A leap of faith
Anthony Magovney has had to adjust his pitching style since arriving at UB, and he has successfully made the transition from a power hurler in high school to an off-speed pitcher in college. Chad Cooper, The Spectrum
Have you ever wanted to just leave? I mean, seriously just pack your suitcases and uproot your life? Because that's what I did.
When I was 17 years old, I knew that I wanted to leave my comfort zone. My comfort zone was situated in a tiny village in the southeast of England. I'd spent my childhood in the same region of the country, with the same people and the same lack of ambition.
So when I started applying to universities, I made a conscious decision that I would choose a program that allowed me to experience something different. Not just new classes or a new club, but a completely new country.
When I was younger, I shook my head at the thought of staying away from home. I would skip sleepovers and social gatherings due to anxiety. Of course I wanted to go, but I mentally couldn't. I couldn't get out of my box.
When I went to university in England, I cried every day for a month. I was only two and a half hours from home, but I found it almost unbearable. I toyed with the idea of dropping out nearly every day. Nonetheless, I stuck by it and with each passing day I became less dependent on those around me.
The saying goes that, "not all those who wander are lost." Little did I know that my wandering in a new country would lead me to where I am today.
I needed to wander. I needed to take a leap of faith.
I set my heart on Buffalo. I worked feverishly to get my grades and purchased my flight ticket.
One of the most frequently asked questions that people ask me (after, can you say banana? Or, do you live in London then?) is, why Buffalo?
And I can understand the dubious looks that I get as I offer my response. Of course Buffalo offered its challenges. (Did I truly fathom a 'Buffalo winter' before I came here? No.)
It was one of my academic advisers who suggested I research UB. Compared to the University of Miami or UCLA, UB wasn't quite the American image that I'd had in my mind. I was dubious, too.
But this adviser knew that I wanted to pursue journalism. And he knew that UB had something special. He knew that there was a body of students who were independently producing something that was rivaling some of the largest journalism institutions in America. He knew about The Spectrum.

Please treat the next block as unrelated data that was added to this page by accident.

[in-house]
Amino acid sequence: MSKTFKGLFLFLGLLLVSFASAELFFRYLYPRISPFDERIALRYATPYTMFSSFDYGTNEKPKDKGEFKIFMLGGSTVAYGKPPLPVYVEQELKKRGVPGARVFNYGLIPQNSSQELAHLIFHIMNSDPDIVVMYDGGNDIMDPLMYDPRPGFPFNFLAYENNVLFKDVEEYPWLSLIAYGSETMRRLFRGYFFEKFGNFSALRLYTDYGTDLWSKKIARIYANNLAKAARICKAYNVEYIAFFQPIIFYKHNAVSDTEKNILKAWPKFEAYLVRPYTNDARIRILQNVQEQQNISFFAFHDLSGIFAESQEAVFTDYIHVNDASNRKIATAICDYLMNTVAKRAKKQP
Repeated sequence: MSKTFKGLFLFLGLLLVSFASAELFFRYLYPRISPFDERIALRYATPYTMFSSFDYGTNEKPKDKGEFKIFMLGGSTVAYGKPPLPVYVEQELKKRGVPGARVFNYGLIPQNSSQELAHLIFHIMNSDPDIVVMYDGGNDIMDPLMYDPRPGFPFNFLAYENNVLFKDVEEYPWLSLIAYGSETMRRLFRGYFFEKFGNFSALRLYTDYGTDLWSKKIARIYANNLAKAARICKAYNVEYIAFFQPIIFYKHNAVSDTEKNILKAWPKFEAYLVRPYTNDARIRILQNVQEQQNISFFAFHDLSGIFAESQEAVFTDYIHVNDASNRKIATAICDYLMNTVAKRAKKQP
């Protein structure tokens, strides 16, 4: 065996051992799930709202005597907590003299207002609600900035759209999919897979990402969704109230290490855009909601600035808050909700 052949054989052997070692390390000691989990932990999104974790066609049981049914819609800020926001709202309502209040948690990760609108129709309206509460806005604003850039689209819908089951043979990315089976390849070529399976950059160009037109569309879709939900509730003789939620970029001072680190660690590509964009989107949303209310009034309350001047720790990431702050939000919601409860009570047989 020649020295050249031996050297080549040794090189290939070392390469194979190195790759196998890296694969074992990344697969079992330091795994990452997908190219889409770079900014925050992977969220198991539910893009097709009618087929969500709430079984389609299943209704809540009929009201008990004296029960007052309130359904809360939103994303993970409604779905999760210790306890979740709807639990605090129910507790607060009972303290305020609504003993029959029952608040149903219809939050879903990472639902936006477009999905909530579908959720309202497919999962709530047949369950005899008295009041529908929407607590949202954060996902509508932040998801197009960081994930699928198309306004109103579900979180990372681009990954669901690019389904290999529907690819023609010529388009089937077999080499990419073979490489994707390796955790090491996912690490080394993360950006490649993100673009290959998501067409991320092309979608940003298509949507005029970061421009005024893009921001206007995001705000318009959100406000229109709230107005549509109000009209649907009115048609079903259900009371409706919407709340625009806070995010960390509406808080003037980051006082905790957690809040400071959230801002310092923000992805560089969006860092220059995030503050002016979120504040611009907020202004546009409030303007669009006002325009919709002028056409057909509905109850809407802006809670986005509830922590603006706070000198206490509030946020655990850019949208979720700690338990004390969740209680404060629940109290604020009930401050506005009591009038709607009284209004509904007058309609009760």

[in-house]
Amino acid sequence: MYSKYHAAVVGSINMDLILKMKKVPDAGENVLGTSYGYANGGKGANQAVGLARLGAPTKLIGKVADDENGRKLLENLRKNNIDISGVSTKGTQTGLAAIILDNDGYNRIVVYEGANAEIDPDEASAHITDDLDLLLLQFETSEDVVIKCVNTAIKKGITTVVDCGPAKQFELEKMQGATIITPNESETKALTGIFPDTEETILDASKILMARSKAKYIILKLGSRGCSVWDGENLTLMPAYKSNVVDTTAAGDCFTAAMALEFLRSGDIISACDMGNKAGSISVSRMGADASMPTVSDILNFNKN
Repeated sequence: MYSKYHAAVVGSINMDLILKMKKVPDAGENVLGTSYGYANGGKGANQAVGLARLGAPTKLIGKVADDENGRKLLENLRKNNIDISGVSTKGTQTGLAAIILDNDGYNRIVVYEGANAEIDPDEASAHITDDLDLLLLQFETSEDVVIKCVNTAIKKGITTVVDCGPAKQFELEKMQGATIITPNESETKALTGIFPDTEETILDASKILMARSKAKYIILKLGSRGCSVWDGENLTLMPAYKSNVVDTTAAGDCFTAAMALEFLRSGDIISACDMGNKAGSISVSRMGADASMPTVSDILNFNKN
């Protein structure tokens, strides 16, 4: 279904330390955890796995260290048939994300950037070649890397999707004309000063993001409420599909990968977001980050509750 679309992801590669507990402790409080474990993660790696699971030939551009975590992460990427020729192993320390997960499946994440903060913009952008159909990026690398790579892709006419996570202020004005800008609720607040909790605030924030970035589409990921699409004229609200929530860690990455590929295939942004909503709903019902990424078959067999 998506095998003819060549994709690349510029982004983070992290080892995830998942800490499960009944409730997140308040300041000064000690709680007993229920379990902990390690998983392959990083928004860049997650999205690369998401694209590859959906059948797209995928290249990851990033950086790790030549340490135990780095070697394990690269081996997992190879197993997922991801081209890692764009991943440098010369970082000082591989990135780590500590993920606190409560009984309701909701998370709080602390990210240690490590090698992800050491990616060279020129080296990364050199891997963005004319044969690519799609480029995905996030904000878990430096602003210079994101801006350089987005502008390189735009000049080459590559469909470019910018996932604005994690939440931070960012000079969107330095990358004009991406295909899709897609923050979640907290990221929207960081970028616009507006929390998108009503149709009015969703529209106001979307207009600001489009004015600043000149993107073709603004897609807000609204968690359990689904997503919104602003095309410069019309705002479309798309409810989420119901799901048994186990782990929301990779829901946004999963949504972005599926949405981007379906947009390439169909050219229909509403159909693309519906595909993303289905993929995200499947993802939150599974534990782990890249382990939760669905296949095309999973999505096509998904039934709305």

There are places in life where you feel comfortable - places where you're not afraid to be yourself - and I never though I'd find that place in a windowless office in UB's Student Union.
I'd never before been in an environment that simultaneously comforted and pushed me at the same time. I never thought The Spectrum would become such a huge part of my American collegiate experience, but it immersed me.
For me to write such a "goodbye" column seems a little unwarranted. The people whose columns surround mine in this paper are the people who have not only watched The Spectrum grow into such a reputable publication, but they have dedicated years of their time and love into making such a growth possible.
And it's truly inspiring to work in an office where people your own age are so driven and so determined to make a difference, so resolute in making their mark.
My time in the office was fleeting, but in such a short space of time I was able to watch and work with people who believed in me and were willing to help at every corner. And while I could easily turn this column into a list of thanks, I'll restrain myself and put a limit on three mentions.
Sam Fernando - proof that the best friendships can be built in only a matter of weeks. You showed me that you should chase down the things you want and prove everyone wrong. That strength doesn't come from compromise but from head-driven fortitude and courage. Thanks for listening to me whine and screaming with me when things were out of our hands.
Joe Konze Jr. - thank you for being so patient with me while I tried to figure out how this journalism thing we do really works. You taught me the importance of being meticulous and working through your flaws - the importance of holding yourself in a professional regard so that others will, too. And while all of the above is true, you probably still won't believe it.
And lastly, Aaron Mansfield - thank you for giving me the opportunity to walk into The Spectrum in the first place. For constantly proving to me that personal brilliance is something that you owe yourself to strive for. And that patience and determination are two of the most important qualities to pursue.
Nobody who frequents The Spectrum office is a person who is willing to watch his or her life pass by. The ambition and drive that radiates from that office is incomparable. And I'm excited to be able to applaud the continuous successes and achievements that are in their futures. These people have motivated me without knowing it.
Saying goodbye is intimidating. Knowing that I have to board a plane next month leaves me with a knot in my stomach that I can't reach. But I'm leaving this office with knowledge, perspective and friendships that would never have prevailed if I'd had settled in my comfort zone.
I can tell you with a heart full of newfound confidence that if you're not brave, you're missing out. Make the next step and find your space.
Then go and do something even better.
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